Posted: 26 / 05 / 2020
A huge part of our role as Forensic Accountants is how we give evidence in court.
There may have been months of work writing your report and analysing the vast amounts of data, but if you don’t perform well on the day you could fail to get your point across to the judge or cause doubt about your findings to the jury.
In the last two years, the team have almost doubled in size and more of the team are now are going to be giving evidence in an ‘Expert Witness’ capacity. We already have a wealth of experience within the team of giving evidence in different courts ranging from the criminal courts to the High Court so the opportunity to stage one of our training courses within the court confines was a great way to not only offer training to team members who hadn’t given evidence yet, but also for those who had those experiences (good or bad) to share with each other.
I wanted to give the team a real feel for the court experience and the practicalities of who stands where and who to address when speaking. So I took the team to a real courtroom and delivered the whole training session from there. It was much easier in a court environment rather than trying to explain this in a training room scenario and much more engaging too.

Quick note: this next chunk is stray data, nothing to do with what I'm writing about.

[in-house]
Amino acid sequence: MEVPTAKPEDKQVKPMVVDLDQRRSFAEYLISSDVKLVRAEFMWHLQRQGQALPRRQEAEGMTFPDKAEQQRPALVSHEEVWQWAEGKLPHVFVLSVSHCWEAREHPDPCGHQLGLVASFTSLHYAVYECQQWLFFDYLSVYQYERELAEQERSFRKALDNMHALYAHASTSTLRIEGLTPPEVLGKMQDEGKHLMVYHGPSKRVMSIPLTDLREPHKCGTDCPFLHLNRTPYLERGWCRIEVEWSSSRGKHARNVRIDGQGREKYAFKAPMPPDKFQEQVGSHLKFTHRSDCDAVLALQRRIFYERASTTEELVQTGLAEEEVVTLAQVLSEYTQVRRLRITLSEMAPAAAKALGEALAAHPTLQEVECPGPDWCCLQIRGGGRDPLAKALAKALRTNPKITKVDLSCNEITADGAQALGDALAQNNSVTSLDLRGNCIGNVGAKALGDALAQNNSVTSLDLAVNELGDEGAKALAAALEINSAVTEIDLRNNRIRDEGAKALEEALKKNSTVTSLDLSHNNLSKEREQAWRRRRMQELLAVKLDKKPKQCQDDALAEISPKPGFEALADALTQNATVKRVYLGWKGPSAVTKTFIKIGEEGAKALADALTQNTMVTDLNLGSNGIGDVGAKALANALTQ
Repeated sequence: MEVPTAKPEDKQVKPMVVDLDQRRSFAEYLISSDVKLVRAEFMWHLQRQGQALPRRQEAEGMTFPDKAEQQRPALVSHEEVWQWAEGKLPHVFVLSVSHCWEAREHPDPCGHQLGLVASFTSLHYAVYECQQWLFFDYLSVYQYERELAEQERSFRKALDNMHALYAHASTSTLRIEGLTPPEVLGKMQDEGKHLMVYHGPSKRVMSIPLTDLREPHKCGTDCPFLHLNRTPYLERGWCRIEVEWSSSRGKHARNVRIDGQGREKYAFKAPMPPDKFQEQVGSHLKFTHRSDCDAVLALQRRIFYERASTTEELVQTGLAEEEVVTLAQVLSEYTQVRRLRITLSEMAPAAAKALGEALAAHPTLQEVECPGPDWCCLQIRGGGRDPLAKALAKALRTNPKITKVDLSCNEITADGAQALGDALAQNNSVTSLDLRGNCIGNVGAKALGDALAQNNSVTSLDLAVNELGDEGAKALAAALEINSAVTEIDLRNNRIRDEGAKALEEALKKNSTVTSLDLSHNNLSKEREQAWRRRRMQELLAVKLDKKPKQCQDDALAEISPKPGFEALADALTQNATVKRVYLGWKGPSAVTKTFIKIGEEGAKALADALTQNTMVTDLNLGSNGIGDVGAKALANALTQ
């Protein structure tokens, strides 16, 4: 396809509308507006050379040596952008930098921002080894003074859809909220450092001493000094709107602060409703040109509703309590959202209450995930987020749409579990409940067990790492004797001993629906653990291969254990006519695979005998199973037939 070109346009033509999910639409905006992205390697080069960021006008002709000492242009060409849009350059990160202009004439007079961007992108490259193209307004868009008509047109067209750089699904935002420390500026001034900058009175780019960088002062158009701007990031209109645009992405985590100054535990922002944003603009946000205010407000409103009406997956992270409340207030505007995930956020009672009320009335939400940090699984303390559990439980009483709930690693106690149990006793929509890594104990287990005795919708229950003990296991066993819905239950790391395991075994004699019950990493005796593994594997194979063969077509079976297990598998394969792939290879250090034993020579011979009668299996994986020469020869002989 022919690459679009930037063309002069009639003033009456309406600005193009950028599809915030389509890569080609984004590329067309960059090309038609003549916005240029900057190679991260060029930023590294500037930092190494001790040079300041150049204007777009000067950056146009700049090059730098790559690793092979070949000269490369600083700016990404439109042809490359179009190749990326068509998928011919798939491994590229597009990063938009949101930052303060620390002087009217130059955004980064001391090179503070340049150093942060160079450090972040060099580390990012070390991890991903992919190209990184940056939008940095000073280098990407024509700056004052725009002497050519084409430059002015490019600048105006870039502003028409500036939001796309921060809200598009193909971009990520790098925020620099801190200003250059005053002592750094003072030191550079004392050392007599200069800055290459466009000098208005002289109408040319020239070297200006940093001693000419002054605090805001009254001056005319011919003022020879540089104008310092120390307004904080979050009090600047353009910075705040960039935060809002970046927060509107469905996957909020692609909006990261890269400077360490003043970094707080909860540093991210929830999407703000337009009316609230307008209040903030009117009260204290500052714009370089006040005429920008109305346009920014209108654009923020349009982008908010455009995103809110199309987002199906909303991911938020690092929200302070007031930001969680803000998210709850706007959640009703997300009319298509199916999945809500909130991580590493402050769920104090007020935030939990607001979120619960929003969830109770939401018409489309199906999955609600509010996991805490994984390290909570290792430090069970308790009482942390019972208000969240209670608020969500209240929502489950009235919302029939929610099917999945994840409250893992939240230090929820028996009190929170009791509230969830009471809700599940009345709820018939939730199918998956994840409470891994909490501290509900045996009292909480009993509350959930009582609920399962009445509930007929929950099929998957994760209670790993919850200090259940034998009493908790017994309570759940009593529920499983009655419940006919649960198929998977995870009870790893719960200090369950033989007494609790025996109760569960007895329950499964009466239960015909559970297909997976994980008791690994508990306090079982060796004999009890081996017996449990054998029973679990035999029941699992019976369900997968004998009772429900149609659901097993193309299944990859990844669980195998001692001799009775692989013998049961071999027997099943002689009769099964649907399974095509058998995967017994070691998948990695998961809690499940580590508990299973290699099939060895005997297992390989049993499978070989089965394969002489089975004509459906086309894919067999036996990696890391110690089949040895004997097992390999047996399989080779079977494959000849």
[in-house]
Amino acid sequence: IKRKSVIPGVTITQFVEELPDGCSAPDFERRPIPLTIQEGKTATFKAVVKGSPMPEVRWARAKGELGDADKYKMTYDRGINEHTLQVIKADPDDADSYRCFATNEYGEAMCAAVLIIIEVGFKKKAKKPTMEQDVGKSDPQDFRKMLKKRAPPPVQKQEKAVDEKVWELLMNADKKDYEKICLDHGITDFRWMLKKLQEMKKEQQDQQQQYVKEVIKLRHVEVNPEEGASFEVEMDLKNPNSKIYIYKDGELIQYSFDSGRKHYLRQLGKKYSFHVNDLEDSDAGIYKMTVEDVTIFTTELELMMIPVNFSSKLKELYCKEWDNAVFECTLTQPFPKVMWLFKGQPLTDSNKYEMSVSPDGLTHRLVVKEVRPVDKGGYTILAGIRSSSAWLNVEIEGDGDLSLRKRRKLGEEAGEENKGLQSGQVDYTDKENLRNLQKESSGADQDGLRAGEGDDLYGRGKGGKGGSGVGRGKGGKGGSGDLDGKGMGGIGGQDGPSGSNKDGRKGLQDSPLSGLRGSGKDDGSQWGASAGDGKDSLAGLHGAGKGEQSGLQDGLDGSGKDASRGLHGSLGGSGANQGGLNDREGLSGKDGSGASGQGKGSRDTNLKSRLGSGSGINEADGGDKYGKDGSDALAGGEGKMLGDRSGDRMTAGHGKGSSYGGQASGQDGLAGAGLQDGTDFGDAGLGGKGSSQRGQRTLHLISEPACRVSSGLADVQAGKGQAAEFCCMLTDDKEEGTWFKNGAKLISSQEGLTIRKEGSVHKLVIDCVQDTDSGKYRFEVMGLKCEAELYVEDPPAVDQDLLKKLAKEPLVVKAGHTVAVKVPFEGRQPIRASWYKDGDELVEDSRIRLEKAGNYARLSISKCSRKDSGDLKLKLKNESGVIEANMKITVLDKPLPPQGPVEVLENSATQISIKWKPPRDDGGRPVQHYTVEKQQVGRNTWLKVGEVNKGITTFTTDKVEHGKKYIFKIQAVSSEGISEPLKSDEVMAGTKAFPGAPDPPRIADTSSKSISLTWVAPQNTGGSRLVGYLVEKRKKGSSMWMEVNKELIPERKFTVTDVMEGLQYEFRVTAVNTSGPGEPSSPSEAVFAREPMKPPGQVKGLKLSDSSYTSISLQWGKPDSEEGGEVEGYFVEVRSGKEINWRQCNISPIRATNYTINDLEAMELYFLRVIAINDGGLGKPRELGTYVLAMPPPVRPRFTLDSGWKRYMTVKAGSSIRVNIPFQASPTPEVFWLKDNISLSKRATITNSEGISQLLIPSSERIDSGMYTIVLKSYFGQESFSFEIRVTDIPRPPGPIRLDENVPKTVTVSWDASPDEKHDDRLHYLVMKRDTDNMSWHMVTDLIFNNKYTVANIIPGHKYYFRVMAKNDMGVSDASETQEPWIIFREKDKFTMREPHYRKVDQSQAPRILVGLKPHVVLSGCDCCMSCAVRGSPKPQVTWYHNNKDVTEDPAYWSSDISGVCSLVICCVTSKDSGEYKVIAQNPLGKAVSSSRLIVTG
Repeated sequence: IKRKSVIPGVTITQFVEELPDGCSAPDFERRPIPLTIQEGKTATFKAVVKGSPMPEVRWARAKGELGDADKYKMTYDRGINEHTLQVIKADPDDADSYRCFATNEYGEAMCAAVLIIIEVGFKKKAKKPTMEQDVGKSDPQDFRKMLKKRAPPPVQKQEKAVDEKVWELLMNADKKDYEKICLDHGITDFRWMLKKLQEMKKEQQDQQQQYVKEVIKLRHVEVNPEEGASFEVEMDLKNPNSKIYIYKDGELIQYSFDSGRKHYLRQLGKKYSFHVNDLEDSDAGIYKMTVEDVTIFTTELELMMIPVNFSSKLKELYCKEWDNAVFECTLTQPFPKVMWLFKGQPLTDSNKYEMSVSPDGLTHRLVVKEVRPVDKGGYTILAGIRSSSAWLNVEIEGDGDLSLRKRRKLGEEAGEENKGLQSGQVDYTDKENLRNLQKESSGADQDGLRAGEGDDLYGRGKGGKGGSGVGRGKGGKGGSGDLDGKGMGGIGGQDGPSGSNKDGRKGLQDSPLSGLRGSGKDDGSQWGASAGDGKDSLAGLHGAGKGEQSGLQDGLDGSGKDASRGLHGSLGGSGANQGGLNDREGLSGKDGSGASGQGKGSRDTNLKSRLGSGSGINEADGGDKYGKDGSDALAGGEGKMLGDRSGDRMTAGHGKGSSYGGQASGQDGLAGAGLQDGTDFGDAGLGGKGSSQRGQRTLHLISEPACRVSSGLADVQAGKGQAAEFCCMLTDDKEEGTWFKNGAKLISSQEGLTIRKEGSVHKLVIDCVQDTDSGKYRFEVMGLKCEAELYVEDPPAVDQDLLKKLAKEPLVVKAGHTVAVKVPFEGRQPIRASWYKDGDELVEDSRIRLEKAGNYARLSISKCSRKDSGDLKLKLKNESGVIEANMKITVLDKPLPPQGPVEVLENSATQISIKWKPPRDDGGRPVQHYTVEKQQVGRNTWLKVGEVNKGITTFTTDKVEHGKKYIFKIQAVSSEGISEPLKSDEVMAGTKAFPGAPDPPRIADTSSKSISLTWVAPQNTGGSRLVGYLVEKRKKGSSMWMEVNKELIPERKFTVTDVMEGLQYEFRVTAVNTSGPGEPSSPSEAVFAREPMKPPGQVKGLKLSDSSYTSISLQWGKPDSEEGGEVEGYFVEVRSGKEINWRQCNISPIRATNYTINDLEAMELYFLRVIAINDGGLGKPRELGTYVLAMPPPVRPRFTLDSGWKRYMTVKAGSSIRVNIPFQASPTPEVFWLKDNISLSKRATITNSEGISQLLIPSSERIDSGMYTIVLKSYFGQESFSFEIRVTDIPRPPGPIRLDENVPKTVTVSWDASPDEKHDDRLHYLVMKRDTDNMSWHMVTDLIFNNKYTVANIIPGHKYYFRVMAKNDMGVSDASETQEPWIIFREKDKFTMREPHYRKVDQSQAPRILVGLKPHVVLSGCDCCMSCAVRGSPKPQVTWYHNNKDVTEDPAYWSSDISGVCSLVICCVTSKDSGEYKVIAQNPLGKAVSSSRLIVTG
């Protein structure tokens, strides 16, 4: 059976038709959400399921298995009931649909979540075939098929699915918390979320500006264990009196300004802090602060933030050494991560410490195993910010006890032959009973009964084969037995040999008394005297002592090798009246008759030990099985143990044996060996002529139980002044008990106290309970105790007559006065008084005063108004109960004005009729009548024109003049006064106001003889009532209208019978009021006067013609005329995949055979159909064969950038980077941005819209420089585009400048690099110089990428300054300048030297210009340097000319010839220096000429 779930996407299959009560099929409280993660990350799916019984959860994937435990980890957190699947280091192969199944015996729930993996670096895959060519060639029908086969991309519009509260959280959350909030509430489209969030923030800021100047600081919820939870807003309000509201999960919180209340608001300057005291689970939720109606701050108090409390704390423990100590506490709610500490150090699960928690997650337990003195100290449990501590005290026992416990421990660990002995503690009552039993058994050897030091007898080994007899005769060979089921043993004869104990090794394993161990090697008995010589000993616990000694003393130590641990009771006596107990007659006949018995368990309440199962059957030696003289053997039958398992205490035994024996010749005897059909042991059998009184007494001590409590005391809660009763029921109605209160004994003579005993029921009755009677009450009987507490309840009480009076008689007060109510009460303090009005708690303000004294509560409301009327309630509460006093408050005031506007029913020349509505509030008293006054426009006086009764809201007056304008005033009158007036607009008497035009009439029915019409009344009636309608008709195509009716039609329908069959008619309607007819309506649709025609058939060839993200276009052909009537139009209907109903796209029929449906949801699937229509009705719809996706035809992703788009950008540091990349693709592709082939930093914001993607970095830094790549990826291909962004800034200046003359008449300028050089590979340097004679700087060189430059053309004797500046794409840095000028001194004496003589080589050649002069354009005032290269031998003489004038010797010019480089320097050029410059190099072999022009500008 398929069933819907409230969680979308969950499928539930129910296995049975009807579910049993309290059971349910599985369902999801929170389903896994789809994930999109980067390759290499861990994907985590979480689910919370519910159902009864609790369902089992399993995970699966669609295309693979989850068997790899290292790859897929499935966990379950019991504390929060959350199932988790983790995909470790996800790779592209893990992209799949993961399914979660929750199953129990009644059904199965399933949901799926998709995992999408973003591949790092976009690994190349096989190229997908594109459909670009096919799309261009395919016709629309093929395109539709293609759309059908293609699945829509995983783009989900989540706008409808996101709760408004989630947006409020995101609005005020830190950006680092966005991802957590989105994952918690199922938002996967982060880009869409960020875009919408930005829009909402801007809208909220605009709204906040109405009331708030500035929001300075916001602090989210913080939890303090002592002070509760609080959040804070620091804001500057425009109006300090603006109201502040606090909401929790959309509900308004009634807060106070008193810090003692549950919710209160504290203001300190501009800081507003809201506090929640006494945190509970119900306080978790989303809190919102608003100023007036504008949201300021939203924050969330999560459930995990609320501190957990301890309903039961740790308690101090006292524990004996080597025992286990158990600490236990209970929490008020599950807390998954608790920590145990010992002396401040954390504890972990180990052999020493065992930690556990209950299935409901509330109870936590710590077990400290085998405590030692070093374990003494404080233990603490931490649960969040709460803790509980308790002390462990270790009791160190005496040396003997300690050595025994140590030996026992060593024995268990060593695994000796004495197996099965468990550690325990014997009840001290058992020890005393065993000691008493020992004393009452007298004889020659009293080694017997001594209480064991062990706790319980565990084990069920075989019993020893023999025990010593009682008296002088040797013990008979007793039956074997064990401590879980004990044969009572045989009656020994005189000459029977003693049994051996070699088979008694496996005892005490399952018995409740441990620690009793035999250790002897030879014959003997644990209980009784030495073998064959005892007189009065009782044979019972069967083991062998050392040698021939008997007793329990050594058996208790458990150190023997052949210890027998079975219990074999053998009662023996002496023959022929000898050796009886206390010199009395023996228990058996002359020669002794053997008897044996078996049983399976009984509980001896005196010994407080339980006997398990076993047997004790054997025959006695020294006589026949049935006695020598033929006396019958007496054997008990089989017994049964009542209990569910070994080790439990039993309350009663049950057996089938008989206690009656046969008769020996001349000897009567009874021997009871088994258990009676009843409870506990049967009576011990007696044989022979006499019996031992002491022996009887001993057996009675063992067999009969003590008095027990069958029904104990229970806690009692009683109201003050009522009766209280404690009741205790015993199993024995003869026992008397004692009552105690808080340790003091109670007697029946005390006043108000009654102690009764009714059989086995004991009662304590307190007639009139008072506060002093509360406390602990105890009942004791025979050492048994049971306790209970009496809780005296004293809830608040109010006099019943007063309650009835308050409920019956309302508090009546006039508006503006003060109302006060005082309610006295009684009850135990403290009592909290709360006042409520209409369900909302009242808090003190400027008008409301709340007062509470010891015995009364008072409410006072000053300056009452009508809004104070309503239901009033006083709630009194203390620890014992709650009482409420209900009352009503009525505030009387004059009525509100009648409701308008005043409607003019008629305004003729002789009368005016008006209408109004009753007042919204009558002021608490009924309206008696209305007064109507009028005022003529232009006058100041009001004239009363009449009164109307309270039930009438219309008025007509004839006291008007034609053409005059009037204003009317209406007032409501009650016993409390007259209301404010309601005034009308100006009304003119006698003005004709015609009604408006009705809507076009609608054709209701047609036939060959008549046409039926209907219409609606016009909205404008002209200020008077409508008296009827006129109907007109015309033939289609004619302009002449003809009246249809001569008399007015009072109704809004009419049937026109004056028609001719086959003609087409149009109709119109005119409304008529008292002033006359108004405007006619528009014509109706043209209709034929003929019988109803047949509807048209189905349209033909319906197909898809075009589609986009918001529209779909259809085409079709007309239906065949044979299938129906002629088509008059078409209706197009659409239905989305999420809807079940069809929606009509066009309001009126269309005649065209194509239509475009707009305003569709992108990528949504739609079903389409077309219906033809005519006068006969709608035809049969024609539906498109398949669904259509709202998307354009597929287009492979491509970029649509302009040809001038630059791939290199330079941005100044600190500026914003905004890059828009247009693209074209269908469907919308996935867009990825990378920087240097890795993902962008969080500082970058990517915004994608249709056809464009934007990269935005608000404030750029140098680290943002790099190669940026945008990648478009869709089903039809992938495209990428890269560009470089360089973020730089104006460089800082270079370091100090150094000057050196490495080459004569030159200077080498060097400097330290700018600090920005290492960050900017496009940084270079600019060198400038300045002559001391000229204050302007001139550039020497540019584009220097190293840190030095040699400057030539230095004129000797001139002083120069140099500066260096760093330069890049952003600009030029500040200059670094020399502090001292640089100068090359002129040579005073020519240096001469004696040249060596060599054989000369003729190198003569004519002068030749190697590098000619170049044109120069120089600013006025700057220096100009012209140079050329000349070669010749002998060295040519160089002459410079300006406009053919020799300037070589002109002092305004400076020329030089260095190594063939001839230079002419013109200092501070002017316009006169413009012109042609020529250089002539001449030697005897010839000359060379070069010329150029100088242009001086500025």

Everyone had their turn in the box, swearing the Oath and of course we had to seize the opportunity of being the Judge, even just for a minute. The training packs were delivered in the form of a jury bundle, again just to create a more real life experience.
Why choose the court at Morley?
I have attended a training course here some time ago when I worked for West Yorkshire Police.
The Courtroom sits within the Town Hall – a Grade I listed building – and was constructed in 1885. One of the things I remember was how imposing the court felt. If you didn’t feel nervous walking to the box in this Court, then you’re probably faking it. Modern Courts are not as imposing or impressive for that matter. It is how you may imagine a court to be from films or TV and this is what it is mainly used for today. The court has appeared many times on Emmerdale.
By Emma Whitaker, Head of Civil at Bartfields Forensic Accountants